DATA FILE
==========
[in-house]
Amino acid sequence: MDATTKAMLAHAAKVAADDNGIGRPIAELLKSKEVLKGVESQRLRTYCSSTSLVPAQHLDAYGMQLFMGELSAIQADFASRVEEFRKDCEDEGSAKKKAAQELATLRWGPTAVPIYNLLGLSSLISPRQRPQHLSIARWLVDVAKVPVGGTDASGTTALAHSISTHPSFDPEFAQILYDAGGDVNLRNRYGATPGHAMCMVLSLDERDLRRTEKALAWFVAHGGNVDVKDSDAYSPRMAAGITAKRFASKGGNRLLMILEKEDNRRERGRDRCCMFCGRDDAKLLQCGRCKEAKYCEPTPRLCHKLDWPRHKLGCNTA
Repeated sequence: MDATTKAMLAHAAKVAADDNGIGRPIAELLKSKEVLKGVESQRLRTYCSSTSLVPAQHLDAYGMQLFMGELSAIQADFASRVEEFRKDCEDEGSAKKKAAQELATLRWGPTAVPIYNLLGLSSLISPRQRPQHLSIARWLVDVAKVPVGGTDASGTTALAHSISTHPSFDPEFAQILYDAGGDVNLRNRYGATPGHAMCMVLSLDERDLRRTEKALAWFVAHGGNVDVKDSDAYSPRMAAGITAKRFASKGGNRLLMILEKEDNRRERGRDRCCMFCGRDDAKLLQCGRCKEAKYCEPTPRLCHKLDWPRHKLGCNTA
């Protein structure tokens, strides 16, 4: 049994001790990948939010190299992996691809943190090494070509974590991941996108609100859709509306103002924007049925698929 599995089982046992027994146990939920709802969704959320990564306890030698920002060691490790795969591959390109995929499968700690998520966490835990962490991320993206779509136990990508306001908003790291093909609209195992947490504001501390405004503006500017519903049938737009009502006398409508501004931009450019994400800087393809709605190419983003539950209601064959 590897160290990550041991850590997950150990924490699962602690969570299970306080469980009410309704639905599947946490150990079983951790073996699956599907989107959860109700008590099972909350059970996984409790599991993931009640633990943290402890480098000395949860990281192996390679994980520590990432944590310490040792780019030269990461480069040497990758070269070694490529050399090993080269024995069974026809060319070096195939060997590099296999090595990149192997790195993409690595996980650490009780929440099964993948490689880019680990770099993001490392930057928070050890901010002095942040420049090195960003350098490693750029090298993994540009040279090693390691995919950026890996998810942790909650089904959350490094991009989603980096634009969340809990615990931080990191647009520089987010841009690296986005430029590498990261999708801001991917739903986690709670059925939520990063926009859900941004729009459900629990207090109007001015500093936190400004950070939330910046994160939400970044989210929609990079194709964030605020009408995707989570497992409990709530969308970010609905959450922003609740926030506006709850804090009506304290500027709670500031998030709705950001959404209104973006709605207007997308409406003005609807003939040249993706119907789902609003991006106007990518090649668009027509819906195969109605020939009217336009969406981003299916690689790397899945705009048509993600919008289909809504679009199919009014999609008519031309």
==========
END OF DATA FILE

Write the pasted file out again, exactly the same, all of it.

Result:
[in-house]
Amino acid sequence: MDATTKAMLAHAAKVAADDNGIGRPIAELLKSKEVLKGVESQRLRTYCSSTSLVPAQHLDAYGMQLFMGELSAIQADFASRVEEFRKDCEDEGSAKKKAAQELATLRWGPTAVPIYNLLGLSSLISPRQRPQHLSIARWLVDVAKVPVGGTDASGTTALAHSISTHPSFDPEFAQILYDAGGDVNLRNRYGATPGHAMCMVLSLDERDLRRTEKALAWFVAHGGNVDVKDSDAYSPRMAAGITAKRFASKGGNRLLMILEKEDNRRERGRDRCCMFCGRDDAKLLQCGRCKEAKYCEPTPRLCHKLDWPRHKLGCNTA
Repeated sequence: MDATTKAMLAHAAKVAADDNGIGRPIAELLKSKEVLKGVESQRLRTYCSSTSLVPAQHLDAYGMQLFMGELSAIQADFASRVEEFRKDCEDEGSAKKKAAQELATLRWGPTAVPIYNLLGLSSLISPRQRPQHLSIARWLVDVAKVPVGGTDASGTTALAHSISTHPSFDPEFAQILYDAGGDVNLRNRYGATPGHAMCMVLSLDERDLRRTEKALAWFVAHGGNVDVKDSDAYSPRMAAGITAKRFASKGGNRLLMILEKEDNRRERGRDRCCMFCGRDDAKLLQCGRCKEAKYCEPTPRLCHKLDWPRHKLGCNTA
């Protein structure tokens, strides 16, 4: 049994001790990948939010190299992996691809943190090494070509974590991941996108609100859709509306103002924007049925698929 599995089982046992027994146990939920709802969704959320990564306890030698920002060691490790795969591959390109995929499968700690998520966490835990962490991320993206779509136990990508306001908003790291093909609209195992947490504001501390405004503006500017519903049938737009009502006398409508501004931009450019994400800087393809709605190419983003539950209601064959 590897160290990550041991850590997950150990924490699962602690969570299970306080469980009410309704639905599947946490150990079983951790073996699956599907989107959860109700008590099972909350059970996984409790599991993931009640633990943290402890480098000395949860990281192996390679994980520590990432944590310490040792780019030269990461480069040497990758070269070694490529050399090993080269024995069974026809060319070096195939060997590099296999090595990149192997790195993409690595996980650490009780929440099964993948490689880019680990770099993001490392930057928070050890901010002095942040420049090195960003350098490693750029090298993994540009040279090693390691995919950026890996998810942790909650089904959350490094991009989603980096634009969340809990615990931080990191647009520089987010841009690296986005430029590498990261999708801001991917739903986690709670059925939520990063926009859900941004729009459900629990207090109007001015500093936190400004950070939330910046994160939400970044989210929609990079194709964030605020009408995707989570497992409990709530969308970010609905959450922003609740926030506006709850804090009506304290500027709670500031998030709705950001959404209104973006709605207007997308409406003005609807003939040249993706119907789902609003991006106007990518090649668009027509819906195969109605020939009217336009969406981003299916690689790397899945705009048509993600919008289909809504679009199919009014999609008519031309």